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D.C. police arrested one person late this morning near Martin Luther King Jr. Avenue and W Street SE in Anacostia as several people demonstrated against a bus tour for companies involved in development.

April Goggans, a local Black Lives Matter activist, posted a video on Youtube depicting several Metropolitan Police Department officers detaining at least two people at the location. A group had gathered there to protest against a bus tour “to learn about economic growth” in Anacostia, the Southwest Waterfront, and Capital Riverfront sponsored by the Washington Business Journal and the Washington D.C. Economic Partnership. Activism group Empower DC called it “a city-sponsored gentrification tour.”

Calls to WBJ and WDCEP earlier this afternoon have not been returned.

An MPD spokesperson said “one person was arrested in this incident for blocking passage.” An initial police report states that the man arrested was “given several verbal commands to leave the roadway.” An MPD officer “conducted a stop of [the man] without incident,” the report states. A second person “attempted to approach MPD officers, at which time officers on the scene conducted a stop, identified [the woman] ‘verbally,’ and sent [the woman] on her way.”

On Twitter, Goggans alleged that police illegally searched protestors and used unnecessary force. City Desk has reached out to her for comment and will update this post when we hear back.

A longer video of the demonstration appeared on Black Lives Matter DC’s Facebook page. In it, the woman who was later detained stands with a megaphone in front of the tour bus and can be heard shouting, “This is our home!…We from here, we gonna stay here!…They tear down our housing and they build businesses that are not for us!”

“Gentrification is a crime,” she adds, shouting at the riders to “get off the bus.”

Update 3:45 p.m.: Parisa Norouzi, the executive director of Empower DC, says she spoke with Public Housing Organizer Schyla Pondexter-Moore, who is the woman depicted holding the megaphone and being held by police in both videos, respectively. Though Norouzi did not attend this morning’s protest, she says Pondexter-Moore told her that her son was the person officers arrested on “blocking passage” charges.

“They weren’t really sure what happened,” Norouzi says. “The next thing you know police were slamming him against a car; they had a knee in his back at one point. It looks like excessive police force from what we can tell so far and it looks like his right to peacefully protest was not protected.”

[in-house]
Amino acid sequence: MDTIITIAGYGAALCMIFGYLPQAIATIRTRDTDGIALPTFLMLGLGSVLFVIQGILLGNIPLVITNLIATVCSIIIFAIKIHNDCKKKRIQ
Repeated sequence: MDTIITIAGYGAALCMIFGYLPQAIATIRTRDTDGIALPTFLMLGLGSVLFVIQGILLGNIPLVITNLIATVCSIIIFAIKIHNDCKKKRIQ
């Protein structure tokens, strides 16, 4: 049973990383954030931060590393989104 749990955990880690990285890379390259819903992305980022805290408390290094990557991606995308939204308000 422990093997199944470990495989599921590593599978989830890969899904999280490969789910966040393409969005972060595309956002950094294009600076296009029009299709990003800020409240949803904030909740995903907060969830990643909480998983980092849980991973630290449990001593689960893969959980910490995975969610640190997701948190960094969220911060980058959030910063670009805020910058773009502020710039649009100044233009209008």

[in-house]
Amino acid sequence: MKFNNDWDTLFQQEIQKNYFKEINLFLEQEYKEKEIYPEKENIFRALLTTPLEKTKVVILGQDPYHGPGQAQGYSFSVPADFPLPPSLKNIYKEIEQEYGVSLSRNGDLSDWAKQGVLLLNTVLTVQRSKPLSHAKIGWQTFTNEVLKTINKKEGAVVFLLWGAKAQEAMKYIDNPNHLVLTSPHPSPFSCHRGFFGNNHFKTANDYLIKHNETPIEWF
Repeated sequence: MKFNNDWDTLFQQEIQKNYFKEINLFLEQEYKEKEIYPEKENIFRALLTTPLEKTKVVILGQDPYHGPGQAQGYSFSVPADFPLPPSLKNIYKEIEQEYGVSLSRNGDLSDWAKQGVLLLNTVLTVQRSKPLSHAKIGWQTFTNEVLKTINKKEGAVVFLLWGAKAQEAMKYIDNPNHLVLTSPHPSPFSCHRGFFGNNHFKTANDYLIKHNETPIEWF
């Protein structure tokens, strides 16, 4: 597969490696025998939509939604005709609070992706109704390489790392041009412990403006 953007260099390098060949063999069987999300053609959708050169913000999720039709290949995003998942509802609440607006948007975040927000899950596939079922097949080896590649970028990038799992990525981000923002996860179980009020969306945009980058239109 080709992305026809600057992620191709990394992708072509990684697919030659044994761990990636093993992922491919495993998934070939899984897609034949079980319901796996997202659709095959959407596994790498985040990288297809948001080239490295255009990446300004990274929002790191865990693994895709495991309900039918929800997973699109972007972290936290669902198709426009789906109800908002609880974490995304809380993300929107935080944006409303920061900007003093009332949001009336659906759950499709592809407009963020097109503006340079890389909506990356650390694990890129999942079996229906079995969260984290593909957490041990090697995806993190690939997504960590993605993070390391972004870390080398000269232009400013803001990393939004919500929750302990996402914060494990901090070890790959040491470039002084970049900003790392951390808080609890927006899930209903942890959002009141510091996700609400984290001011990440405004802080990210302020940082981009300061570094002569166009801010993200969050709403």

Pondexter-Moore was unavailable to comment because she was visiting her son at a police station, Norouzi added, noting that the organizer’s son may have “reacted” to police when he saw them handling his mother. Norouzi says today’s demonstration wasn’t the first time Empower DC has protested against “space-finding tours” for developers. Last year, the group blocked a bus being driven through nearby Barry Farm.

“Some of our members have even called it a ‘gentrification safari,'” the executive director notes. “[Tourists] go through the neighborhood without talking with the community to see what they’d like to see developed, and it has the same result: displacement of the people who have been there. A lot of our members feel like Barry Farm and Anacostia is the last frontier. We have to draw a line in the sand and uplift our residents.”

Norouzi adds that the group will consult with attorneys to review whether it seems wise to file a complaint against the District for how officers managed Tuesday’s demonstration. Asked what she would say to those who watched the videos and questioned the efficacy of the action, Norouzi says “it’s effective if it’s making people talk about” displacement in the District. Empower DC has also striven to draw attention to the issue at D.C. Council hearings and community meetings, she says, but such channels often don’t produce results.

“I expect [the charge] should be thrown out because this was a First Amendment rights protest,” Norouzi explains.

Update 4:50 p.m.: Doug Fruehling, WBJ‘s editor-in-chief, said in a statement to City Desk that the goal of the cosponsored bus tours is “to highlight opportunities in D.C. neighborhoods for investment.”

“We believe investment will only serve to make D.C.’s great neighborhoods even better—the same approach we take to business partnerships and editorial coverage in the rest of the region,” Fruehling said. “We welcome the opinions of those who oppose investment and development in their neighborhoods or who want to have a say in what gets developed in there. We also support their right to express those opinions peacefully and participate in the entitlement process for development.”

Photo by Darrow Montgomery